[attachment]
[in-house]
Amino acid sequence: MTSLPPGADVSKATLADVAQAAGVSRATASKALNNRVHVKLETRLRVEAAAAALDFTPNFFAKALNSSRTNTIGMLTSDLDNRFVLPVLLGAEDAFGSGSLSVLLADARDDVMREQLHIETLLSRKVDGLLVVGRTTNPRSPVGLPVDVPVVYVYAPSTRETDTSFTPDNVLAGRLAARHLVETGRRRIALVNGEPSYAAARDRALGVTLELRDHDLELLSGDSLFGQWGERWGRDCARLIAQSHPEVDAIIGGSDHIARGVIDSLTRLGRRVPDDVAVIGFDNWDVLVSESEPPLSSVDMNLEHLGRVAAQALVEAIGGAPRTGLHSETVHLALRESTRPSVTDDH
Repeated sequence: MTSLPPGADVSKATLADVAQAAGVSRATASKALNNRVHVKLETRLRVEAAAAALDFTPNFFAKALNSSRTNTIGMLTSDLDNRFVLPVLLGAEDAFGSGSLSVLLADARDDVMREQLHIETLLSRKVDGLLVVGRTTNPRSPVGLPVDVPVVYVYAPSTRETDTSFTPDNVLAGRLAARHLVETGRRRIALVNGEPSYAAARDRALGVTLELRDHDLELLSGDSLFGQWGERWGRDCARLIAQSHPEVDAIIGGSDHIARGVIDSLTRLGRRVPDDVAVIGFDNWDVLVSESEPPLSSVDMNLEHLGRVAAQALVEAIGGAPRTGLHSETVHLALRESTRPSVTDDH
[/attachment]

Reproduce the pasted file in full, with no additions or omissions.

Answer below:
[in-house]
Amino acid sequence: MTSLPPGADVSKATLADVAQAAGVSRATASKALNNRVHVKLETRLRVEAAAAALDFTPNFFAKALNSSRTNTIGMLTSDLDNRFVLPVLLGAEDAFGSGSLSVLLADARDDVMREQLHIETLLSRKVDGLLVVGRTTNPRSPVGLPVDVPVVYVYAPSTRETDTSFTPDNVLAGRLAARHLVETGRRRIALVNGEPSYAAARDRALGVTLELRDHDLELLSGDSLFGQWGERWGRDCARLIAQSHPEVDAIIGGSDHIARGVIDSLTRLGRRVPDDVAVIGFDNWDVLVSESEPPLSSVDMNLEHLGRVAAQALVEAIGGAPRTGLHSETVHLALRESTRPSVTDDH
Repeated sequence: MTSLPPGADVSKATLADVAQAAGVSRATASKALNNRVHVKLETRLRVEAAAAALDFTPNFFAKALNSSRTNTIGMLTSDLDNRFVLPVLLGAEDAFGSGSLSVLLADARDDVMREQLHIETLLSRKVDGLLVVGRTTNPRSPVGLPVDVPVVYVYAPSTRETDTSFTPDNVLAGRLAARHLVETGRRRIALVNGEPSYAAARDRALGVTLELRDHDLELLSGDSLFGQWGERWGRDCARLIAQSHPEVDAIIGGSDHIARGVIDSLTRLGRRVPDDVAVIGFDNWDVLVSESEPPLSSVDMNLEHLGRVAAQALVEAIGGAPRTGLHSETVHLALRESTRPSVTDDH